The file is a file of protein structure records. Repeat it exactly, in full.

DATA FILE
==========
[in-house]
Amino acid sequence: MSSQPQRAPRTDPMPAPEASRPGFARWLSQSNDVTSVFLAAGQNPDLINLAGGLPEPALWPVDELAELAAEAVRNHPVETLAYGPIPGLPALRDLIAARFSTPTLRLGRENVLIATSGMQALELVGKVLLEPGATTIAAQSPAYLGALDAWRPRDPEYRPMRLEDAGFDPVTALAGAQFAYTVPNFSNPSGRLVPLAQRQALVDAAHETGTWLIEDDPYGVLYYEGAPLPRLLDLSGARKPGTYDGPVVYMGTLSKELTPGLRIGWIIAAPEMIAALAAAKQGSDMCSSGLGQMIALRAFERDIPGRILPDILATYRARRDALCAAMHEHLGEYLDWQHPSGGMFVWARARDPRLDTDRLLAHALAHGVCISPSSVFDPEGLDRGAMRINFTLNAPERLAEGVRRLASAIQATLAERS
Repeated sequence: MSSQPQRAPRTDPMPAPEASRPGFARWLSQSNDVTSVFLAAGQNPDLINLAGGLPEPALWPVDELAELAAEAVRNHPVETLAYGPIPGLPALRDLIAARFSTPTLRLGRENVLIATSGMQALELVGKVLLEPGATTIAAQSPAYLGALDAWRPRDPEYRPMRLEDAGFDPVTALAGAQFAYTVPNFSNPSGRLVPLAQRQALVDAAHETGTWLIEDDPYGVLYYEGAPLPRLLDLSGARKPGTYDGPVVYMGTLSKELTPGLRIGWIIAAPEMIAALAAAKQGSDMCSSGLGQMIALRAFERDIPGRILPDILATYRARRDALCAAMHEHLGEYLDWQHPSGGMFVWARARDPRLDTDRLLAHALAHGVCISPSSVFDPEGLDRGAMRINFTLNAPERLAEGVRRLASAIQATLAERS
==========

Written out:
[in-house]
Amino acid sequence: MSSQPQRAPRTDPMPAPEASRPGFARWLSQSNDVTSVFLAAGQNPDLINLAGGLPEPALWPVDELAELAAEAVRNHPVETLAYGPIPGLPALRDLIAARFSTPTLRLGRENVLIATSGMQALELVGKVLLEPGATTIAAQSPAYLGALDAWRPRDPEYRPMRLEDAGFDPVTALAGAQFAYTVPNFSNPSGRLVPLAQRQALVDAAHETGTWLIEDDPYGVLYYEGAPLPRLLDLSGARKPGTYDGPVVYMGTLSKELTPGLRIGWIIAAPEMIAALAAAKQGSDMCSSGLGQMIALRAFERDIPGRILPDILATYRARRDALCAAMHEHLGEYLDWQHPSGGMFVWARARDPRLDTDRLLAHALAHGVCISPSSVFDPEGLDRGAMRINFTLNAPERLAEGVRRLASAIQATLAERS
Repeated sequence: MSSQPQRAPRTDPMPAPEASRPGFARWLSQSNDVTSVFLAAGQNPDLINLAGGLPEPALWPVDELAELAAEAVRNHPVETLAYGPIPGLPALRDLIAARFSTPTLRLGRENVLIATSGMQALELVGKVLLEPGATTIAAQSPAYLGALDAWRPRDPEYRPMRLEDAGFDPVTALAGAQFAYTVPNFSNPSGRLVPLAQRQALVDAAHETGTWLIEDDPYGVLYYEGAPLPRLLDLSGARKPGTYDGPVVYMGTLSKELTPGLRIGWIIAAPEMIAALAAAKQGSDMCSSGLGQMIALRAFERDIPGRILPDILATYRARRDALCAAMHEHLGEYLDWQHPSGGMFVWARARDPRLDTDRLLAHALAHGVCISPSSVFDPEGLDRGAMRINFTLNAPERLAEGVRRLASAIQATLAERS